Another consideration is the display itself. Are the parallel interface lines accessible? There are also pins on the controller for setting the interface. Can you get to those on whatever TFT board you have?

I'm probably missing something though.

clbri

In the Github URL, every test is a benchmark of its own. The benchmark structure is a simple

   uint32_t x = micros();
   // do the drawing in the test.
   uint32_t y = micros();
   totalTime = (y-x);

The first test (Test1_FillScreen) fills the whole screen with a single color. That test takes about 54 msecs to do the clear. The code for the test is here: https://github.com/juj/ST7735R/blob/master/Test1_FillScreen.h and the underlying fill implementation is here: https://github.com/juj/ST7735R/blob/master/ST7735R_TFT.h#L448

For the SD card streaming case, the test code is here: https://github.com/juj/ST7735R/blob/master/Test7_Draw565.h#L47, and the underlying implementation here: https://github.com/juj/ST7735R/blob/master/ST7735R_TFT.h#L963 . Streaming a full screen image takes about 187 milliseconds.

Not sure if I do anything special in either of the benchmarks there, the code in both cases boils down to a hot loop that does the per-pixel work. There is the "NOP trick" with the SPI, which is documented here: https://github.com/juj/ST7735R/blob/master/ST7735R_TFT.h#L102, although it's probably not particularly new (some code snippets I googled off the web gave the idea).

It sounds like using the 8 bit parallel interface might then be technically feasible, except that instead of having a hardware to run the SPI, it would be effectively the same as the software bit banging on SPI is, except it'd be run 8-wide instead. Indeed the physical packaging may be of some trouble. The display looks like this on the front: https://dl.dropboxusercontent.com/u/40949268/dump/IMG_20150508_221839.jpg, and on the back: https://dl.dropboxusercontent.com/u/40949268/dump/IMG_20150508_221908.jpg. The parallel interface from the data sheet is not visibly accessible, although the whole left column of pins is unlabeled and undocumented as far as I can tell (they do not clone the right column of pins at least e.g. for symmetry, that I tried). Not sure if those are there just for structure, or if those are connected to somewhere.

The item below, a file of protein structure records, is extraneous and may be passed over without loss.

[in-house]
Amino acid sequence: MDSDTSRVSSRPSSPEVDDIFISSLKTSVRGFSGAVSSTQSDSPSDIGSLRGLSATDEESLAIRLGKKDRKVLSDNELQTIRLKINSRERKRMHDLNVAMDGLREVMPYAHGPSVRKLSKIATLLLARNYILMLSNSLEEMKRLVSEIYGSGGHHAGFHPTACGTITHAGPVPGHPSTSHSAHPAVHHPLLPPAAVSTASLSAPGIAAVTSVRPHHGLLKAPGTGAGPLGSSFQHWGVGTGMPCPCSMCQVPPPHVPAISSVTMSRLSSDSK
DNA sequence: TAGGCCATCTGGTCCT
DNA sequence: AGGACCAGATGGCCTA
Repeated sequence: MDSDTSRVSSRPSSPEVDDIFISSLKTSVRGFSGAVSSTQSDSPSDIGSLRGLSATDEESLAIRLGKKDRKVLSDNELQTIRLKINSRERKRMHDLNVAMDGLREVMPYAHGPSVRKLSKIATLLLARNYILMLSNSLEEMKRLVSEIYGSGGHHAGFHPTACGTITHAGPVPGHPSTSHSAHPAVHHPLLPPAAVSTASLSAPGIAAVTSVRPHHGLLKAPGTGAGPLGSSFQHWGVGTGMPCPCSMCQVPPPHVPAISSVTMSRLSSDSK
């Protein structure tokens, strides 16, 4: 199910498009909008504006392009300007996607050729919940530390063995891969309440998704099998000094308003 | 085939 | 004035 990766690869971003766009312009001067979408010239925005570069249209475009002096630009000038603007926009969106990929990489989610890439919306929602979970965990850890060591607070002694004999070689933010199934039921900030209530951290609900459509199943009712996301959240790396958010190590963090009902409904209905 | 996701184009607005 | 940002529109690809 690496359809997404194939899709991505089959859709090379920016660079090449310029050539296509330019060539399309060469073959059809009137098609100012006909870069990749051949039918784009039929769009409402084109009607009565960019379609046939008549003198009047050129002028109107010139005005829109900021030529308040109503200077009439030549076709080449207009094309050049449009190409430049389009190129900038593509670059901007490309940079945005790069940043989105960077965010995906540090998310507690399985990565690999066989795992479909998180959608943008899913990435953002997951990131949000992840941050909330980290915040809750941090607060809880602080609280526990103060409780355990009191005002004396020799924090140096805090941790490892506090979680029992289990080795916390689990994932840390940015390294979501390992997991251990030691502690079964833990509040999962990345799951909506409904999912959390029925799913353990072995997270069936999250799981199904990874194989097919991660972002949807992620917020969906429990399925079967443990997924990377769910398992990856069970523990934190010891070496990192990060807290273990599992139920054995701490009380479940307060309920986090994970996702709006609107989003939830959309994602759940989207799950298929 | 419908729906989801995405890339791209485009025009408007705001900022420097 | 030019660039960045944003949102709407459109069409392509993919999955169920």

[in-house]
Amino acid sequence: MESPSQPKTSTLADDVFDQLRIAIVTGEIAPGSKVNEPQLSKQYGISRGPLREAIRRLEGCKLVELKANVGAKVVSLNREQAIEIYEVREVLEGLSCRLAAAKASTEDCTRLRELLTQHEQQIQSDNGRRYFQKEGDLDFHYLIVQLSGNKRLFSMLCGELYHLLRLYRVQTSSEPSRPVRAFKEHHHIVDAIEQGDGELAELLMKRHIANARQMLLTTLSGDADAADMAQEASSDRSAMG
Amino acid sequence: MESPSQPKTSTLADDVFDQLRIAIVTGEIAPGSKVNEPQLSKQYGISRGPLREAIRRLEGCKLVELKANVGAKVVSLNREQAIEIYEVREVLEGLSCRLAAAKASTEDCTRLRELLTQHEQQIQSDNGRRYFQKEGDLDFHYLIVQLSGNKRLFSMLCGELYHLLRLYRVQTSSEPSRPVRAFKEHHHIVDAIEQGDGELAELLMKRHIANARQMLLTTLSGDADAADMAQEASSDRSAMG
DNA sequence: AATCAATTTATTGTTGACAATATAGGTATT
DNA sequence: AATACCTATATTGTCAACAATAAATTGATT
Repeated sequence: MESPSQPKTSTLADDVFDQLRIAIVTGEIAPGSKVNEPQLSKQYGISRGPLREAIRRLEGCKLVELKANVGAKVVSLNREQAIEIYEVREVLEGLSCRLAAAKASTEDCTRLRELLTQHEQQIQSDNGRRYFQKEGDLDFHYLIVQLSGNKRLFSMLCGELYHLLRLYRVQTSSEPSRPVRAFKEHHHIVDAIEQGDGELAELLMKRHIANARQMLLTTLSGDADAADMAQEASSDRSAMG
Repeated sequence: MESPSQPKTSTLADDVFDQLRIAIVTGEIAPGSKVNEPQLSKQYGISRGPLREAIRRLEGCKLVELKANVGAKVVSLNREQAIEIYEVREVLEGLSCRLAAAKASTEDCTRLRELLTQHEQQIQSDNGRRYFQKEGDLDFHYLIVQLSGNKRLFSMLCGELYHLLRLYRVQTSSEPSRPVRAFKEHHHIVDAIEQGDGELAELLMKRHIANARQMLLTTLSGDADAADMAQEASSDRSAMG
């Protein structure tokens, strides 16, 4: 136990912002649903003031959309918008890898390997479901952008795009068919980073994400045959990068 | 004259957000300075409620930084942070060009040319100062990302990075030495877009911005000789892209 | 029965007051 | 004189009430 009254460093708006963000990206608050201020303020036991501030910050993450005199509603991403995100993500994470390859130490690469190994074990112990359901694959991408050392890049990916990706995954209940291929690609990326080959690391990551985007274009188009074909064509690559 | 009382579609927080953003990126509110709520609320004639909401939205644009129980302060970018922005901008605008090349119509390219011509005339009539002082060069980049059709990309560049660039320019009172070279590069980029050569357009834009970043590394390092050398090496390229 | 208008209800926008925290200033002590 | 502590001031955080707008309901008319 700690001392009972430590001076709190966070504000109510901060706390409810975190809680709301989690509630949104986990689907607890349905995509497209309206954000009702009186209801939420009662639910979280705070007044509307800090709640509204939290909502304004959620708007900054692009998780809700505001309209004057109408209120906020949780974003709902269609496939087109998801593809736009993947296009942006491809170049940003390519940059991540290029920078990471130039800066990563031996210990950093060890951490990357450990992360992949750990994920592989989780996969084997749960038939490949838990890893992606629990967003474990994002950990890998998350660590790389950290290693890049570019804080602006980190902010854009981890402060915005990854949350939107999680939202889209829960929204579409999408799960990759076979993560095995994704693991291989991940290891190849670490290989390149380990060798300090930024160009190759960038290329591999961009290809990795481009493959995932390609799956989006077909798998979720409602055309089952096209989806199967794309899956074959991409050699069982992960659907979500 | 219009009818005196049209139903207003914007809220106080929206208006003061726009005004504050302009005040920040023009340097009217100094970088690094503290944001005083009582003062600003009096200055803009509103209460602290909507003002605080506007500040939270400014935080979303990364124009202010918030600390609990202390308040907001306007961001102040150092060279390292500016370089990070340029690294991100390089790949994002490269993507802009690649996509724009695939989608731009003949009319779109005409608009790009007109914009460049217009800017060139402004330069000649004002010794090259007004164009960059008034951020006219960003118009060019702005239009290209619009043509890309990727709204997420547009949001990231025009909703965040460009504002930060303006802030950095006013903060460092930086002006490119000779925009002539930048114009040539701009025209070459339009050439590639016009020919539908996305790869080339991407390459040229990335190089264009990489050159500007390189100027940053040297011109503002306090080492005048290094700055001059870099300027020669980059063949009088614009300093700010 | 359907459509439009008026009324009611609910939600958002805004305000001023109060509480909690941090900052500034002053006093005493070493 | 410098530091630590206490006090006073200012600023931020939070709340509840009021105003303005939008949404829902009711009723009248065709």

jboyton

#5
May 08, 2015, 09:41 pm Last Edit: May 08, 2015, 09:56 pm by jboyton
Thanks for the response. I had just finished figuring out what the difference is. Not waiting for SPI completion -- that's something I had thought about but hadn't pursued. I had already improved the speed so much and didn't really need more. But it was still in the back of my mind.

I just tried it quick and dirty with my display code and with little effort bumped it up from 480 kb/sec to 668 kb/sec. But I think there is some nuance to how this is done that I would have to understand better. Nice work.

There may be naked TFT modules available that you could play with. If you like soldering, that is. Something like this perhaps.

clbri

Heh, I think I fried an Adafruit 0.96" monochrome OLED display just earlier today by soldering. I've touched a soldering iron last time some 20 years ago, and now I realize that's not a learn-once skill like driving a bicycle! Probably should practice this out on some old circuitry first..  o_O

jboyton

#7
May 08, 2015, 10:45 pm Last Edit: May 08, 2015, 10:45 pm by jboyton
Check out NewhavenDisplay. They have TFTs with bare cables for parallel interface. It looks like they use a different controller, but it appears very similar. They also sell adapter boards with ZIF connectors so you don't have to try your luck with soldering 0.5mm pitch connectors. Mouser carries their products with what I presume is less expensive shipping.

clbri

Thanks, NewhavenDisplay has some very interesting items. I think I'll check out the parallel interface route once I find a nice display to try it on.